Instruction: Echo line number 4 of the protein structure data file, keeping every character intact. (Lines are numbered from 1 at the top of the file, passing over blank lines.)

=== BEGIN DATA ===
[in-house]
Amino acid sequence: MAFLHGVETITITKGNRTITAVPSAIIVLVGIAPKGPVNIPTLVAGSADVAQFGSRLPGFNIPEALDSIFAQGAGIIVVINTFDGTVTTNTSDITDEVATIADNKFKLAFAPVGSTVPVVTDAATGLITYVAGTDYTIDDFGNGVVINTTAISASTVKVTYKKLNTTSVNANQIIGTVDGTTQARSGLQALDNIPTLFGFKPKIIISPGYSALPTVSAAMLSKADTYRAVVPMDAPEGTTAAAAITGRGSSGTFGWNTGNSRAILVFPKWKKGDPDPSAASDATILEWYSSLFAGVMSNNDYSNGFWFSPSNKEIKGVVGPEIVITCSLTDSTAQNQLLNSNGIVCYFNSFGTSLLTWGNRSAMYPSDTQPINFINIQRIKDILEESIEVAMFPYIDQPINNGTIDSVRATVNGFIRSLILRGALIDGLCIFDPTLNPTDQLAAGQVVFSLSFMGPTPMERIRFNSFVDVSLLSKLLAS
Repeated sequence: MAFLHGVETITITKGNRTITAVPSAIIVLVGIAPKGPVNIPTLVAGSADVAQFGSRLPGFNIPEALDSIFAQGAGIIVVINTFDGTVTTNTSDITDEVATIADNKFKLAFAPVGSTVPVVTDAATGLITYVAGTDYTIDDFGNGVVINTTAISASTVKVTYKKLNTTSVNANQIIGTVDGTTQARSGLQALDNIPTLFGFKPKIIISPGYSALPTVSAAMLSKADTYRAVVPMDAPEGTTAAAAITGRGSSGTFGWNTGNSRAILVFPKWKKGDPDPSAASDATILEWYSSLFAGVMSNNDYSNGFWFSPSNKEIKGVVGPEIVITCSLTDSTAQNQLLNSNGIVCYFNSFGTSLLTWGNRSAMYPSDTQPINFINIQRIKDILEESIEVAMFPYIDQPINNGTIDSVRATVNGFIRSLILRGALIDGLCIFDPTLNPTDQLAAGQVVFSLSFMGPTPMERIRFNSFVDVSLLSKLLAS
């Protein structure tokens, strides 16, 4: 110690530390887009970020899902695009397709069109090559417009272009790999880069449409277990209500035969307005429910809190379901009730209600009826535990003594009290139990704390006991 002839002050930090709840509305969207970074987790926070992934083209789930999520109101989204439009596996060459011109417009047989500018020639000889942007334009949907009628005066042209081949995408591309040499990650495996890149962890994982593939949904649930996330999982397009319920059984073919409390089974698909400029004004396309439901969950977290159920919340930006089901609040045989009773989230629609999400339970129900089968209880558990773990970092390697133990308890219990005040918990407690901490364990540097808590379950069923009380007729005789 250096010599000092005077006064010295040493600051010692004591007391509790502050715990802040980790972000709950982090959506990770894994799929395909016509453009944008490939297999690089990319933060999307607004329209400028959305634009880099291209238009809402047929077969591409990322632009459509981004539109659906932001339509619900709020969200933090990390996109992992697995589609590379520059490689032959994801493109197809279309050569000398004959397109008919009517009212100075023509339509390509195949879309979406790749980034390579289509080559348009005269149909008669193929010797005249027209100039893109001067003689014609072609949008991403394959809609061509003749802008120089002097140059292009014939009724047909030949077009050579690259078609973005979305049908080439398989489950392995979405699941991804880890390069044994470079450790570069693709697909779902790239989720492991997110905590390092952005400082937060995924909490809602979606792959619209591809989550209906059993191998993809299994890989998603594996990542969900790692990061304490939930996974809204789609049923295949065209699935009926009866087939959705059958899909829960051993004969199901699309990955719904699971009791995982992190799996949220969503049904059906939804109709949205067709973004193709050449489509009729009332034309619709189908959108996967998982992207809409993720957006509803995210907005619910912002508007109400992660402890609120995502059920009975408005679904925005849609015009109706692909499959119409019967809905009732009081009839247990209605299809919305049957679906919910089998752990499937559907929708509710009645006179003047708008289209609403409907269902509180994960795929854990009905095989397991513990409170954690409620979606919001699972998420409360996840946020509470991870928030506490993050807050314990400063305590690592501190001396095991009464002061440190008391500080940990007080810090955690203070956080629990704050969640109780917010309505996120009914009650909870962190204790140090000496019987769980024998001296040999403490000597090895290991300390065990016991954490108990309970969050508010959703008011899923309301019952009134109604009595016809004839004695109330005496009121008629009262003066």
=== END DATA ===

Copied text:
């Protein structure tokens, strides 16, 4: 110690530390887009970020899902695009397709069109090559417009272009790999880069449409277990209500035969307005429910809190379901009730209600009826535990003594009290139990704390006991 002839002050930090709840509305969207970074987790926070992934083209789930999520109101989204439009596996060459011109417009047989500018020639000889942007334009949907009628005066042209081949995408591309040499990650495996890149962890994982593939949904649930996330999982397009319920059984073919409390089974698909400029004004396309439901969950977290159920919340930006089901609040045989009773989230629609999400339970129900089968209880558990773990970092390697133990308890219990005040918990407690901490364990540097808590379950069923009380007729005789 250096010599000092005077006064010295040493600051010692004591007391509790502050715990802040980790972000709950982090959506990770894994799929395909016509453009944008490939297999690089990319933060999307607004329209400028959305634009880099291209238009809402047929077969591409990322632009459509981004539109659906932001339509619900709020969200933090990390996109992992697995589609590379520059490689032959994801493109197809279309050569000398004959397109008919009517009212100075023509339509390509195949879309979406790749980034390579289509080559348009005269149909008669193929010797005249027209100039893109001067003689014609072609949008991403394959809609061509003749802008120089002097140059292009014939009724047909030949077009050579690259078609973005979305049908080439398989489950392995979405699941991804880890390069044994470079450790570069693709697909779902790239989720492991997110905590390092952005400082937060995924909490809602979606792959619209591809989550209906059993191998993809299994890989998603594996990542969900790692990061304490939930996974809204789609049923295949065209699935009926009866087939959705059958899909829960051993004969199901699309990955719904699971009791995982992190799996949220969503049904059906939804109709949205067709973004193709050449489509009729009332034309619709189908959108996967998982992207809409993720957006509803995210907005619910912002508007109400992660402890609120995502059920009975408005679904925005849609015009109706692909499959119409019967809905009732009081009839247990209605299809919305049957679906919910089998752990499937559907929708509710009645006179003047708008289209609403409907269902509180994960795929854990009905095989397991513990409170954690409620979606919001699972998420409360996840946020509470991870928030506490993050807050314990400063305590690592501190001396095991009464002061440190008391500080940990007080810090955690203070956080629990704050969640109780917010309505996120009914009650909870962190204790140090000496019987769980024998001296040999403490000597090895290991300390065990016991954490108990309970969050508010959703008011899923309301019952009134109604009595016809004839004695109330005496009121008629009262003066």